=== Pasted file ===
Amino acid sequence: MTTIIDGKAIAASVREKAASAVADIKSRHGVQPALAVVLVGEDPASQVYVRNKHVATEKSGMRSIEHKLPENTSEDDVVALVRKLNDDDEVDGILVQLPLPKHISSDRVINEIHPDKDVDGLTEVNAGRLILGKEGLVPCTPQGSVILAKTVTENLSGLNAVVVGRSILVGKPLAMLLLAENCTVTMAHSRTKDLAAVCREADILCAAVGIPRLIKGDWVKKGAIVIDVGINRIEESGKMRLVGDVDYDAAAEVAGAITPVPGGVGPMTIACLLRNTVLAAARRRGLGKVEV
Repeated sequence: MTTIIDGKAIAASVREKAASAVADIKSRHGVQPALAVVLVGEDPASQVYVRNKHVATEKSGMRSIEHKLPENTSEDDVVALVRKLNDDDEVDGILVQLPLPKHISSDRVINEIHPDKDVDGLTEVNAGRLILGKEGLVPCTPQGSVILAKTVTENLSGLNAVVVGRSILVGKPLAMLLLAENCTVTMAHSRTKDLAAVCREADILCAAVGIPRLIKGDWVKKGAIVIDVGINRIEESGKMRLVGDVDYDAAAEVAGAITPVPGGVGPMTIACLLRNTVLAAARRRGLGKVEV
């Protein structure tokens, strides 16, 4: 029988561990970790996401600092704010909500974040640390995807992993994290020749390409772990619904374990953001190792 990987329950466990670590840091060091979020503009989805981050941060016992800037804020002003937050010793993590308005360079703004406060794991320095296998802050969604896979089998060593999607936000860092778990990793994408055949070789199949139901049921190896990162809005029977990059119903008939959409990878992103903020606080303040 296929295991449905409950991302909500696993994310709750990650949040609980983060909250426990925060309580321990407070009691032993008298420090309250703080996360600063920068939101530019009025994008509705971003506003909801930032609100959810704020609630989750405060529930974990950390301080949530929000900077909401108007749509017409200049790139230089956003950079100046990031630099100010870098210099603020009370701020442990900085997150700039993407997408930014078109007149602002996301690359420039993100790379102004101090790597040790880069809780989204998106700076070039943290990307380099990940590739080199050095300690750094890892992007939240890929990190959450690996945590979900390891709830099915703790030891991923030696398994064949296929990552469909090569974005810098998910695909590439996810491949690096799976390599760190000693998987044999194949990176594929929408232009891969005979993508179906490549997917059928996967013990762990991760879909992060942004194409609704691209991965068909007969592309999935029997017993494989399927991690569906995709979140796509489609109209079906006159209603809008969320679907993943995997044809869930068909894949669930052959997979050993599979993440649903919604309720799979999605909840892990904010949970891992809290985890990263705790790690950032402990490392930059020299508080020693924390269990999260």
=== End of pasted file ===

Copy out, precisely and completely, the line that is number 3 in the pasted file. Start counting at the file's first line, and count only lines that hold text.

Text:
């Protein structure tokens, strides 16, 4: 029988561990970790996401600092704010909500974040640390995807992993994290020749390409772990619904374990953001190792 990987329950466990670590840091060091979020503009989805981050941060016992800037804020002003937050010793993590308005360079703004406060794991320095296998802050969604896979089998060593999607936000860092778990990793994408055949070789199949139901049921190896990162809005029977990059119903008939959409990878992103903020606080303040 296929295991449905409950991302909500696993994310709750990650949040609980983060909250426990925060309580321990407070009691032993008298420090309250703080996360600063920068939101530019009025994008509705971003506003909801930032609100959810704020609630989750405060529930974990950390301080949530929000900077909401108007749509017409200049790139230089956003950079100046990031630099100010870098210099603020009370701020442990900085997150700039993407997408930014078109007149602002996301690359420039993100790379102004101090790597040790880069809780989204998106700076070039943290990307380099990940590739080199050095300690750094890892992007939240890929990190959450690996945590979900390891709830099915703790030891991923030696398994064949296929990552469909090569974005810098998910695909590439996810491949690096799976390599760190000693998987044999194949990176594929929408232009891969005979993508179906490549997917059928996967013990762990991760879909992060942004194409609704691209991965068909007969592309999935029997017993494989399927991690569906995709979140796509489609109209079906006159209603809008969320679907993943995997044809869930068909894949669930052959997979050993599979993440649903919604309720799979999605909840892990904010949970891992809290985890990263705790790690950032402990490392930059020299508080020693924390269990999260």